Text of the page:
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Photo courtesy: Bernhard Ludewig
Musical Opening by Cielo Faccio Orkestar
These are the words of the manifesto “We Are Europe!” proposed by Daniel Cohn-Bendit and Ulrich Beck in 2012, a conceptual platform, driven by the far-reaching aspiration to create a Europe for everyone and reform the prevailing Europe of elites and technocrats. “Don’t ask what Europe can do for you but ask what you can do for Europe – by Doing Europe!” reads the manifesto. Motivated by the manifesto’s strong messages back in 2012 Allianz Kulturstiftung together with 14 partner organisations across Europe launched the European Voluntary Service for All (EVS4ALL) project – an ambitious plan striving for more inclusive and accessible European Voluntary Service (EVS), one of the European Union’s flagship instruments for boosting mobility, youth employability and social cohesion in Europe. On the 20th and 21st of March 2017, this pilot project came to a close with the conference “Volunteering for Social Change”, where the project’s outcomes, policy recommendations, and experiences were shared and further steps discussed.
Young Europeans are marching for Europe in demonstrations taking place across Europe’s capitals – but why today? Today, leaders of 27 European Union countries are meeting in Rome to celebrate 60 years since the Treaty of Rome was signed. The EU27, now officially excluding the UK, will sign a new declaration to honour the 1957 treaty, and pave the way for European Union in a post-Brexit era. On the 1st of March the President of the European Commission, Jean-Claude Juncker, released his White Paper on the Future of Europe – a document where he presents 5 scenarios in which Europe can face the challenges it has lying ahead. Juncker pointed out that this paper is to serve as the beginning, not end, of a debate on the future of Europe. The paper itself underlines that Europe is facing "unprecedented challenges" which "show no sign of abating". And Juncker is certainly not wrong there. With rising populism, violent extremism and a hateful, divisive, rhetoric of exclusive nationalism beginning to dominate public discourse – we need to have a serious conversation about how Europe is to overcome these challenges and return to its founding principles of peaceful cooperation, respect of human dignity, liberty, democracy, equality and solidarity among European nations and people. Having said this, what is the Treaty of Rome and what precedent does it set for Europe's celebrations today? And most importantly, what Europe does Juncker's White Paper set out, and how effectively will any of these scenarios help Europe face its perilous journey ahead?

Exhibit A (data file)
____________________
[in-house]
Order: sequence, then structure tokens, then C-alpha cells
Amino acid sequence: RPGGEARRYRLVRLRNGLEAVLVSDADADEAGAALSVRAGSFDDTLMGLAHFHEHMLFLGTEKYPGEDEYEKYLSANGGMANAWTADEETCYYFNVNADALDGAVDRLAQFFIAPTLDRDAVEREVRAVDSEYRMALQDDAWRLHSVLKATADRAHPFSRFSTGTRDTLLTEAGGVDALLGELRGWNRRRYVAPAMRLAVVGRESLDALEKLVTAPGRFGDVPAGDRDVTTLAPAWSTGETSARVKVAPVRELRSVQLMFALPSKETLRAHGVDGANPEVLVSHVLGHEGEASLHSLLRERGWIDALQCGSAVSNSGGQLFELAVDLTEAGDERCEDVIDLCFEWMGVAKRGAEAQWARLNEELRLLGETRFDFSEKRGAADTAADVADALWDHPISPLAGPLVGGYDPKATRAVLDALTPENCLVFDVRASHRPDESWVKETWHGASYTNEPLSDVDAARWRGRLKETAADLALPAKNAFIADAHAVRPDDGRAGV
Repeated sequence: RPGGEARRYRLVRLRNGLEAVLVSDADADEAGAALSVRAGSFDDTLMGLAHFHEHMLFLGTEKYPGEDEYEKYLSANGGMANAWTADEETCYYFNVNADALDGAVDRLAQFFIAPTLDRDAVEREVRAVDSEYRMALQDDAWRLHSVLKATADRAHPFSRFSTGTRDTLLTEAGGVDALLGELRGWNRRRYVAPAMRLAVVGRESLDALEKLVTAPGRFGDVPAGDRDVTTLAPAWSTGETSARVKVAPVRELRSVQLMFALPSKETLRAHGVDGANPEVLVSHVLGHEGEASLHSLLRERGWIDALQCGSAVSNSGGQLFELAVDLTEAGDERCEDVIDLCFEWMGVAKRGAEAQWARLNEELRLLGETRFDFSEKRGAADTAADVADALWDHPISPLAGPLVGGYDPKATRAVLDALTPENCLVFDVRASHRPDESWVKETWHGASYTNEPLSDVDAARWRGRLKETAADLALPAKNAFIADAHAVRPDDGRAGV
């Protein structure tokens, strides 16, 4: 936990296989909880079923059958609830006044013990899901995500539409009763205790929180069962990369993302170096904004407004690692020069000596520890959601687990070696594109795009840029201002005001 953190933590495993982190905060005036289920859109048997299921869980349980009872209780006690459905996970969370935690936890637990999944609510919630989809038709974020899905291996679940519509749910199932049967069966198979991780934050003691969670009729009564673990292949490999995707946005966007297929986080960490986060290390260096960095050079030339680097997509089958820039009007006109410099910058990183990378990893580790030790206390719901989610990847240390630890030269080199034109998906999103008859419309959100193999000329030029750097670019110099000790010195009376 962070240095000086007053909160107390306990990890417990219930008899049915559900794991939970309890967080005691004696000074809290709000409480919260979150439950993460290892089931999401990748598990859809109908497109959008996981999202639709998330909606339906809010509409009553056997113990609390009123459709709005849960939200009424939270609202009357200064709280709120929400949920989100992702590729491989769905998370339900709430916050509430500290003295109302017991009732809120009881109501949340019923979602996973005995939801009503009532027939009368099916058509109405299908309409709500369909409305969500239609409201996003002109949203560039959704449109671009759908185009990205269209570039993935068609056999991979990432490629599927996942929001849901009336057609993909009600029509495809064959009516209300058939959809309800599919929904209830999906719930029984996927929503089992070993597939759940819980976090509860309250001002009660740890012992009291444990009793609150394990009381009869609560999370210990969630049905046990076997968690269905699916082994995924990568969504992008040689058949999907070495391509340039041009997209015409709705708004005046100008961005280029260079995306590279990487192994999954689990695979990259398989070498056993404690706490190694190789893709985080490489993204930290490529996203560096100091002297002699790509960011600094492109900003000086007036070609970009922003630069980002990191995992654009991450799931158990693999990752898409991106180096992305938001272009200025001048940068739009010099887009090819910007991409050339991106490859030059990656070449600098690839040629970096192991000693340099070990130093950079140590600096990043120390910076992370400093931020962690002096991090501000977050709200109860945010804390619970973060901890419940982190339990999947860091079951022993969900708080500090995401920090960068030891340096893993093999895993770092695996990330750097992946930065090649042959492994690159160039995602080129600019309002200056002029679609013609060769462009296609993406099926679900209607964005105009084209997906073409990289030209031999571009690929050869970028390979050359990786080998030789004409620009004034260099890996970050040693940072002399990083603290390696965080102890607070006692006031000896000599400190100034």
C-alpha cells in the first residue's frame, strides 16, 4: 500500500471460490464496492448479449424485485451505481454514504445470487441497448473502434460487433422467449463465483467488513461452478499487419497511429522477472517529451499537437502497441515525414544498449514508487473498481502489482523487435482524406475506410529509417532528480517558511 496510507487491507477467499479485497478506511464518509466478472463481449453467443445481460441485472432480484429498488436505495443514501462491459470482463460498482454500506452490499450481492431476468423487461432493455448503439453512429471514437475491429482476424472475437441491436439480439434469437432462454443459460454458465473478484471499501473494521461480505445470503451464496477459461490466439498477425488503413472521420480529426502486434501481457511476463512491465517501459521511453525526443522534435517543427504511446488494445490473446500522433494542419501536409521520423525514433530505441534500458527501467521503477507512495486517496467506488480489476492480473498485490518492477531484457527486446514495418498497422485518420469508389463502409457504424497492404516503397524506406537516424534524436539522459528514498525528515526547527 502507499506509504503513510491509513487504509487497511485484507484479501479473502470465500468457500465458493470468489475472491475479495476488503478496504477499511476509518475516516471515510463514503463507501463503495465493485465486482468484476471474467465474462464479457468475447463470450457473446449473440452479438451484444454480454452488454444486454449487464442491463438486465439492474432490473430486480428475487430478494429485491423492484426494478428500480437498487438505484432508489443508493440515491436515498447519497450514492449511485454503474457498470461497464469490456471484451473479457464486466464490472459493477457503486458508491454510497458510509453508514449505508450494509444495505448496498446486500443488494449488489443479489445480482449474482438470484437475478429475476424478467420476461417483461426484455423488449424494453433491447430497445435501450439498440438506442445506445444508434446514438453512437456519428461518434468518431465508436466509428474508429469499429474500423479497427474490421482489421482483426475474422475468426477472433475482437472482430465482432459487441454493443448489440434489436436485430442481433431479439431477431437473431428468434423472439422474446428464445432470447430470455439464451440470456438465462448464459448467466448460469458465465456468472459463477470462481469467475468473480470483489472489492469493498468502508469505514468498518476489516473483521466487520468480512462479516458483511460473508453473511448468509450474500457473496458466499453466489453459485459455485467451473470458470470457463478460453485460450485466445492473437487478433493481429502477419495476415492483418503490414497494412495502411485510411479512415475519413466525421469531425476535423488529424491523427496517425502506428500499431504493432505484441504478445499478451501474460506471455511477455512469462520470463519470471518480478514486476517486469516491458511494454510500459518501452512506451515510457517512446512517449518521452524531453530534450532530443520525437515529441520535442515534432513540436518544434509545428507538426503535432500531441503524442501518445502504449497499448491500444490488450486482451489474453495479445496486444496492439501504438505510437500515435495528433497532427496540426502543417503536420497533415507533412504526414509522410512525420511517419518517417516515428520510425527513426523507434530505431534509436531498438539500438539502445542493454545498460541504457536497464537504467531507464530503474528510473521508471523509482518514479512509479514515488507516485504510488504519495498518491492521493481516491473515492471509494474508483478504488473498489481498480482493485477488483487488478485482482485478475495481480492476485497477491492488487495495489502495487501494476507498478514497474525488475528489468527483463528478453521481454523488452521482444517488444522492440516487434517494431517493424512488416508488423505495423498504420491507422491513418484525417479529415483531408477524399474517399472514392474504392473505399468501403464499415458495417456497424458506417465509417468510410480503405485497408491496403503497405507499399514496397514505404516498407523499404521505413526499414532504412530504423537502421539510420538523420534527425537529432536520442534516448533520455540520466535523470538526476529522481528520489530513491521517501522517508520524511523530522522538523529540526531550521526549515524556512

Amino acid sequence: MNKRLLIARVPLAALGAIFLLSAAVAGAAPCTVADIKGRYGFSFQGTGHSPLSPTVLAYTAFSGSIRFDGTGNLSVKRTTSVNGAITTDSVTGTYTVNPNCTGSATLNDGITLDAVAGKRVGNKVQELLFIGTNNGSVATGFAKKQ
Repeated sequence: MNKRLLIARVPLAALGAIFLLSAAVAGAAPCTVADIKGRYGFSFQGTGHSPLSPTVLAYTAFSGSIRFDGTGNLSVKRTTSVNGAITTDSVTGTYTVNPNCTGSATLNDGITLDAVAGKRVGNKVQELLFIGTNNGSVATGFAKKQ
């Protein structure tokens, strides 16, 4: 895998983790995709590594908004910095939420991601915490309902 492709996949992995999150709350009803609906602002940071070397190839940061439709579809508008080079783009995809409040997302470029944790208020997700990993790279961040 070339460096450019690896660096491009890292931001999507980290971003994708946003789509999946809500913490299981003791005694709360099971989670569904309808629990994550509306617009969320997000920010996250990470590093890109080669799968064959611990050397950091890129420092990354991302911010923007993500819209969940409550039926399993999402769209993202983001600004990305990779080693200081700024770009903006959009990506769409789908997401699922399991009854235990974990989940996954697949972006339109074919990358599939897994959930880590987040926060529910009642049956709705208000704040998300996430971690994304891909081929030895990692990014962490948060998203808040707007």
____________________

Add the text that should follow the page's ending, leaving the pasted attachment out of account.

Europe faces an abundance of challenges which erode the values upon which the EU was founded. Inequality and social exclusion are some of the issues European communities and societies are facing on a daily basis. Faced with increasingly rigid labor markets and growing risks of economic and social exclusion, young people on the continent find themselves in particularly vulnerable situations. In this context, civil society organizations are the trailblazers that have committed to addressing those challenges and finding ways to strengthen social cohesion and inclusiveness in Europe. One such CSO-driven initiative is the European Voluntary Service for all (EVS4ALL), a two-year project aiming to demonstrate the need to make mobility programmes such as the European Voluntary Service (EVS), focusing on bridging economic, human and social capital in Europe, more accessible for young Europeans, regardless of their educational level or social status.
Conference: “Volunteering for Social Change” | 20-21 March 2017 Allianz Forum Berlin | Pariser Platz 6, 10117 BerlinWritten by Editorial
Conference: “Volunteering for Social Change” | 20-21 March 2017
Allianz Forum Berlin | Pariser Platz 6, 10117 Berlin